Is Investing In Electric Cars Worth It?

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Are electric cars really a better investment than a petrol or diesel equivalent? Find out here

There are plenty of reasons to buy an electric car, but there are also plenty of concerns about whether it’s actually a good investment or not.

Check out our complete guide to find out why it’s worth it to invest in an electric car.

Financial advantages of owning an electric car

There are so many ways you can save money with an electric car that make it a more economical investment than a petrol or diesel car.


Affordable electric cars

Because the technology behind electric cars was so new in the early days, it was expensive.

And this made the cost of the cars expensive too.

Which in turn put most electric cars out of the reach of most people, so they got a reputation as a luxury item. Available only to those with significant financial means.

However, as the technology has developed and improved, it’s become cheaper to manufacture electric vehicles.

And as the manufacturing costs have come down, so has the cost to the consumer and today, electric cars are far less expensive than they used to be and in many cases, cost less than their petrol and diesel equivalents.

There’s more choice in electric cars now than ever, with plenty of attractive models available from big brand names at decent prices.

In addition, the UK government helps you to pay for your electric car by contributing 35% of the cost up to £2,500 with the plug-in grant.

This discount is usually reflected in the dealer’s sales price.

While it’s true that electric cars still have a higher upfront cost due to the battery, it’s a trade-off for cheaper running costs compared to traditional fuels.

If you want the benefits of an electric car without the upfront price tag, you can always look into leasing or buying second hand instead.


Electric car running costs

As well as being better for the environment, one of the main selling points of electric cars is that electricity is cheaper than petrol or diesel.

Powering an electric car costs much less when you compare the price of fully charging a battery with filling a conventional tank of fuel.

According to Buy a Car, it costs 3.7p per mile to fuel an electric BMW i3 compared to 14.2p per mile for the petrol equivalent BMW 318i.

Their comparisons also reveal that the popular electric Nissan Leaf would cost 4.1p per mile, compared to 9.6p per mile for the diesel Nissan Pulsar and 13p per mile for the petrol Nissan Pulsar.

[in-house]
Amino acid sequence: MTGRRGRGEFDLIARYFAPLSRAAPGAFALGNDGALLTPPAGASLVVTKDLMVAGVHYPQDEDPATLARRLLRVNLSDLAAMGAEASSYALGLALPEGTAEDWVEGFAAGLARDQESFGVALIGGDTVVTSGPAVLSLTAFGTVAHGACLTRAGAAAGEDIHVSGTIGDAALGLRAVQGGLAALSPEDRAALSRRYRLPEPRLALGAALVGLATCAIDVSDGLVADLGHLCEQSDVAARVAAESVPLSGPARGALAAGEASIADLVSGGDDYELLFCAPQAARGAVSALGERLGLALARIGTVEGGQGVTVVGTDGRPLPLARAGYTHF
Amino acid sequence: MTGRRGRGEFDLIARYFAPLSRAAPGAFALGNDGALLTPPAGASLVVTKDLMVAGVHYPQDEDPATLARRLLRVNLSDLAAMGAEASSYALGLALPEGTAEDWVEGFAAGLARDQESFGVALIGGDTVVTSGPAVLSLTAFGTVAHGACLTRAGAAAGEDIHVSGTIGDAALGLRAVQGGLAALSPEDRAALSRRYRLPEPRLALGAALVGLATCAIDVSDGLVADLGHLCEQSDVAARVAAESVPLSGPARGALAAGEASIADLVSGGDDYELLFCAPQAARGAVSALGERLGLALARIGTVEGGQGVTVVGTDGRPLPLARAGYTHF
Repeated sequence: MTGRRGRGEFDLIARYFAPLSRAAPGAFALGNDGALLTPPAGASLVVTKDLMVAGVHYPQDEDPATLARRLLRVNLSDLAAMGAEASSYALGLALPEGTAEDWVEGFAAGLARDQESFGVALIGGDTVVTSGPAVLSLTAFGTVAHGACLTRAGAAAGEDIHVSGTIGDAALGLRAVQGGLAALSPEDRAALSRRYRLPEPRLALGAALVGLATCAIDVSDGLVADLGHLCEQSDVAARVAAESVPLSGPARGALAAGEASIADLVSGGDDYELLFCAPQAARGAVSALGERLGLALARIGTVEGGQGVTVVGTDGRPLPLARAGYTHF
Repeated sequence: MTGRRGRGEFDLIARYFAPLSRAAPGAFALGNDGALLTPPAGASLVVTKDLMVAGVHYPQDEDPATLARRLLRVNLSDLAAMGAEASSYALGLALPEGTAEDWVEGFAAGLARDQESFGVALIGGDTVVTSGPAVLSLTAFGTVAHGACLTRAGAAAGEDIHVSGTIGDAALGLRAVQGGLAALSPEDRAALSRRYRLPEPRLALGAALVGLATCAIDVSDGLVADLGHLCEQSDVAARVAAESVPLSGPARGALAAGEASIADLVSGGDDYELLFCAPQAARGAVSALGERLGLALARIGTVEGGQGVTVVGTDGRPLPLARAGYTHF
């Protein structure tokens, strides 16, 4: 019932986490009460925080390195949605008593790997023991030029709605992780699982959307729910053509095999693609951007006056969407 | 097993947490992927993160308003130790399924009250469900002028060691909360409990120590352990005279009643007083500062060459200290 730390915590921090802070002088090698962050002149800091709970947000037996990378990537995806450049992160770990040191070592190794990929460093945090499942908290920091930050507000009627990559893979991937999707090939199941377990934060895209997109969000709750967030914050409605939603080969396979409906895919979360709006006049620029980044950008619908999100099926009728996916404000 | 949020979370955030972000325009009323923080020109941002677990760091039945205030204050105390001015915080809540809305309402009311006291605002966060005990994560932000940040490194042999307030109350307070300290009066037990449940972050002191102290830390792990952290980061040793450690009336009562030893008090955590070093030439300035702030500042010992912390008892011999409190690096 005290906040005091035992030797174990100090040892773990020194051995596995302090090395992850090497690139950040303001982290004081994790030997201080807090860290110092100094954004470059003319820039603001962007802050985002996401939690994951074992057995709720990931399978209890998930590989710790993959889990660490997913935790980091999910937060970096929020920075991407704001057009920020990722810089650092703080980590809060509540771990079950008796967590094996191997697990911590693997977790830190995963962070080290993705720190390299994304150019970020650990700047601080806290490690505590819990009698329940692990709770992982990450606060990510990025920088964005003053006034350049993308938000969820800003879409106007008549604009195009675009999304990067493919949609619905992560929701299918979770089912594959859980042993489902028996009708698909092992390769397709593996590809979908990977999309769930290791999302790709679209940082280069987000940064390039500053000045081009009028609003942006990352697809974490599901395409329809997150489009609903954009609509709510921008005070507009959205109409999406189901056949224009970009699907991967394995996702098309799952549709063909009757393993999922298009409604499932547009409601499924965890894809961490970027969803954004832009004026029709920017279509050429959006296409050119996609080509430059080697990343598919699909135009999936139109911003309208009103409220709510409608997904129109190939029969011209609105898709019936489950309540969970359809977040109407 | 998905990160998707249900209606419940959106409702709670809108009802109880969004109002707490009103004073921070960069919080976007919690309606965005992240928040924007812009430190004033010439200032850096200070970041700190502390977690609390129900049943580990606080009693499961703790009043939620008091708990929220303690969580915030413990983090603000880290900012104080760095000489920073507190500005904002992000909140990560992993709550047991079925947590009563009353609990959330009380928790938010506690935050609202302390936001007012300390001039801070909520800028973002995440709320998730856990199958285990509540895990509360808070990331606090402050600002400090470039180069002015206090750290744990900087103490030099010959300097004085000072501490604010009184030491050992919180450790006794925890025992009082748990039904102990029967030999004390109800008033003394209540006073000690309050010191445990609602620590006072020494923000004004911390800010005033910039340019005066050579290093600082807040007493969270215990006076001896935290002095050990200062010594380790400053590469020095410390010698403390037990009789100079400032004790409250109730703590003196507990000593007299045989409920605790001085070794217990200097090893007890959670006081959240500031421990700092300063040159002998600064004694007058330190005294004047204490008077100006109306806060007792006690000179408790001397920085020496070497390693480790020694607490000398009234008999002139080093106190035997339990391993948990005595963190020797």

Electric models tend to come out around three times cheaper to fuel than petrol or diesel models.

There’s also the fact that driving a car fuelled by petrol or diesel will have additional emissions charges that zero-emission electric cars won’t.

Fuelling an electric car is also more convenient because there are more options available, from public rapid charging to charging at home overnight.

Despite the common misconception that fuelling a conventional car is easier and anxiety about being able to find electric charging stations, there’s actually been twice as many public electric chargers as petrol stations in the UK since 2019.


Electric vehicle charging stations cost

While the number of public charging stations is ever-increasing and it’s easy to find electric car chargers near you with Zap Map, many public chargers can be costly to use.

It’s best to invest in installing a home charger and get up to £350 off with the Government’s Electric Vehicle Homecharge Scheme.

Depending on the type of charger, it can cost from £450 to £1500.

After this upfront cost, you can start saving money over time by charging your electric car at home overnight on an off-peak tariff.

If you don’t have private off-street parking for this, you can write to your local council about installing on-street chargers with the On-Street Residential Chargepoint Scheme.

Converting lamp posts into on-street chargers is a great way to get around private parking issues in urban areas, and wireless induction pads are also in trial stages.

There’s also the possibility of charging your electric car at work, if your employer chooses to take advantage of installation discounts through the Workplace Charging Scheme.

This means you could charge your car for free or with an employee discount during the work day.

There’s also many free public chargers at places like shopping centres, which you can find with the ‘free to use’ filter on Zap Map.

Aside from the cost of installing a charger, the cost of charging an electric car varies from free to an average of 3-4p per mile.

The cost will always depend on the electricity tariff for the charger you use, but the current UK average is 14.4p per kilowatt-hour, according to Power Compare.

So, fully charging an electric car with a 40kWh battery on the average tariff would cost £5.76.

For cars with larger batteries like Tesla models, which range from 75-100kWh, a full charge will obviously cost more but will also last longer before needing a top-up or recharge.


Electric car maintenance costs

Another benefit of investing in an electric car is that fewer moving parts means a lower likelihood of breakdowns and fewer maintenance expenses.

While combustion engines have lots of different parts that can break and need replacing and require regular oil changes, electric cars don’t.

Most electric vehicles include regenerative braking technology, so even parts like brake pads experience less wear and tear.